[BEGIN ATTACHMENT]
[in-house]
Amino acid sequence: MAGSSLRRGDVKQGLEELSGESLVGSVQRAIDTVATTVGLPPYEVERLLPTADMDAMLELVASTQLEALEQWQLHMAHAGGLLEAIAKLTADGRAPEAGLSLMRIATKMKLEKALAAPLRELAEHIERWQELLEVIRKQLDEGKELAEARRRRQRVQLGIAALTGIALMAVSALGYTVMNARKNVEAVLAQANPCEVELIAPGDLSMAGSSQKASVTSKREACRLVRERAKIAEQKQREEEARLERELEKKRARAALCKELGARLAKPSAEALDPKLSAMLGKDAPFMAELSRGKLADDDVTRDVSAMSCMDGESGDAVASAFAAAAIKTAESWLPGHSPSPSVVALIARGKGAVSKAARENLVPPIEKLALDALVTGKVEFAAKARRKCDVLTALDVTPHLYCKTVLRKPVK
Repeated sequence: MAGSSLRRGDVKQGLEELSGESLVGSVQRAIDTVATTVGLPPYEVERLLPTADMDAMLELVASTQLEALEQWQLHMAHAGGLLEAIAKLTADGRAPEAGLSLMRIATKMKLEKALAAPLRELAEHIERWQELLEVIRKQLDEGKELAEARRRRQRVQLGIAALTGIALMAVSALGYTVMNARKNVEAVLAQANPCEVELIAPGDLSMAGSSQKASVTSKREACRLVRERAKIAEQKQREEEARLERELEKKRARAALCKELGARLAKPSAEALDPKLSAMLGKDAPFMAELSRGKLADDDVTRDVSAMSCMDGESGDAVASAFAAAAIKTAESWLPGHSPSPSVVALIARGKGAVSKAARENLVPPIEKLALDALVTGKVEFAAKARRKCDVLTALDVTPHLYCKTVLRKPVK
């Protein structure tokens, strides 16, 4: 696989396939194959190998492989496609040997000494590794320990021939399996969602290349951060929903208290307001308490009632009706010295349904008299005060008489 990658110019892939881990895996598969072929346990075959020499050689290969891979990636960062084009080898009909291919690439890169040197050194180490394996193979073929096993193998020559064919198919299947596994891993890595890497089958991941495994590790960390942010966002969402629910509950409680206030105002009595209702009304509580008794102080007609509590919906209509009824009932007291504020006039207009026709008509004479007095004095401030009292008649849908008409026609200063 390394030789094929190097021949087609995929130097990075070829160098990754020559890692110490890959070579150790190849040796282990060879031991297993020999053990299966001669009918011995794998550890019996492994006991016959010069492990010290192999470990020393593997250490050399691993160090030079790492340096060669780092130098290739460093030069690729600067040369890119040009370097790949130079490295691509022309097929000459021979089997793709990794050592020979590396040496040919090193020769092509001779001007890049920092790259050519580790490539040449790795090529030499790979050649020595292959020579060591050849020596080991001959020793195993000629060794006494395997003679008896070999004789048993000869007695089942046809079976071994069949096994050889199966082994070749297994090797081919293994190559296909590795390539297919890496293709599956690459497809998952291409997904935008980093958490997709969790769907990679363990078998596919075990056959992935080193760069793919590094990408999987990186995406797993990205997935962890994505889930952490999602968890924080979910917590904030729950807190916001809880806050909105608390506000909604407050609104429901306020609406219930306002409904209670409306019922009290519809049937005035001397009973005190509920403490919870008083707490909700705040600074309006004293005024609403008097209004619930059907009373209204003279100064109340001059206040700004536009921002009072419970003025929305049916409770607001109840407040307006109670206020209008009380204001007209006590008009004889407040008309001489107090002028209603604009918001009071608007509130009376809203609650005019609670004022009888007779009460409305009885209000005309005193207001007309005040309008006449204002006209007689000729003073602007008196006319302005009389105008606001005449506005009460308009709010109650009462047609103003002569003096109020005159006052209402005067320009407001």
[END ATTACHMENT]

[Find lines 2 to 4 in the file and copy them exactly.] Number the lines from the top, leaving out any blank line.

Amino acid sequence: MAGSSLRRGDVKQGLEELSGESLVGSVQRAIDTVATTVGLPPYEVERLLPTADMDAMLELVASTQLEALEQWQLHMAHAGGLLEAIAKLTADGRAPEAGLSLMRIATKMKLEKALAAPLRELAEHIERWQELLEVIRKQLDEGKELAEARRRRQRVQLGIAALTGIALMAVSALGYTVMNARKNVEAVLAQANPCEVELIAPGDLSMAGSSQKASVTSKREACRLVRERAKIAEQKQREEEARLERELEKKRARAALCKELGARLAKPSAEALDPKLSAMLGKDAPFMAELSRGKLADDDVTRDVSAMSCMDGESGDAVASAFAAAAIKTAESWLPGHSPSPSVVALIARGKGAVSKAARENLVPPIEKLALDALVTGKVEFAAKARRKCDVLTALDVTPHLYCKTVLRKPVK
Repeated sequence: MAGSSLRRGDVKQGLEELSGESLVGSVQRAIDTVATTVGLPPYEVERLLPTADMDAMLELVASTQLEALEQWQLHMAHAGGLLEAIAKLTADGRAPEAGLSLMRIATKMKLEKALAAPLRELAEHIERWQELLEVIRKQLDEGKELAEARRRRQRVQLGIAALTGIALMAVSALGYTVMNARKNVEAVLAQANPCEVELIAPGDLSMAGSSQKASVTSKREACRLVRERAKIAEQKQREEEARLERELEKKRARAALCKELGARLAKPSAEALDPKLSAMLGKDAPFMAELSRGKLADDDVTRDVSAMSCMDGESGDAVASAFAAAAIKTAESWLPGHSPSPSVVALIARGKGAVSKAARENLVPPIEKLALDALVTGKVEFAAKARRKCDVLTALDVTPHLYCKTVLRKPVK
């Protein structure tokens, strides 16, 4: 696989396939194959190998492989496609040997000494590794320990021939399996969602290349951060929903208290307001308490009632009706010295349904008299005060008489 990658110019892939881990895996598969072929346990075959020499050689290969891979990636960062084009080898009909291919690439890169040197050194180490394996193979073929096993193998020559064919198919299947596994891993890595890497089958991941495994590790960390942010966002969402629910509950409680206030105002009595209702009304509580008794102080007609509590919906209509009824009932007291504020006039207009026709008509004479007095004095401030009292008649849908008409026609200063 390394030789094929190097021949087609995929130097990075070829160098990754020559890692110490890959070579150790190849040796282990060879031991297993020999053990299966001669009918011995794998550890019996492994006991016959010069492990010290192999470990020393593997250490050399691993160090030079790492340096060669780092130098290739460093030069690729600067040369890119040009370097790949130079490295691509022309097929000459021979089997793709990794050592020979590396040496040919090193020769092509001779001007890049920092790259050519580790490539040449790795090529030499790979050649020595292959020579060591050849020596080991001959020793195993000629060794006494395997003679008896070999004789048993000869007695089942046809079976071994069949096994050889199966082994070749297994090797081919293994190559296909590795390539297919890496293709599956690459497809998952291409997904935008980093958490997709969790769907990679363990078998596919075990056959992935080193760069793919590094990408999987990186995406797993990205997935962890994505889930952490999602968890924080979910917590904030729950807190916001809880806050909105608390506000909604407050609104429901306020609406219930306002409904209670409306019922009290519809049937005035001397009973005190509920403490919870008083707490909700705040600074309006004293005024609403008097209004619930059907009373209204003279100064109340001059206040700004536009921002009072419970003025929305049916409770607001109840407040307006109670206020209008009380204001007209006590008009004889407040008309001489107090002028209603604009918001009071608007509130009376809203609650005019609670004022009888007779009460409305009885209000005309005193207001007309005040309008006449204002006209007689000729003073602007008196006319302005009389105008606001005449506005009460308009709010109650009462047609103003002569003096109020005159006052209402005067320009407001």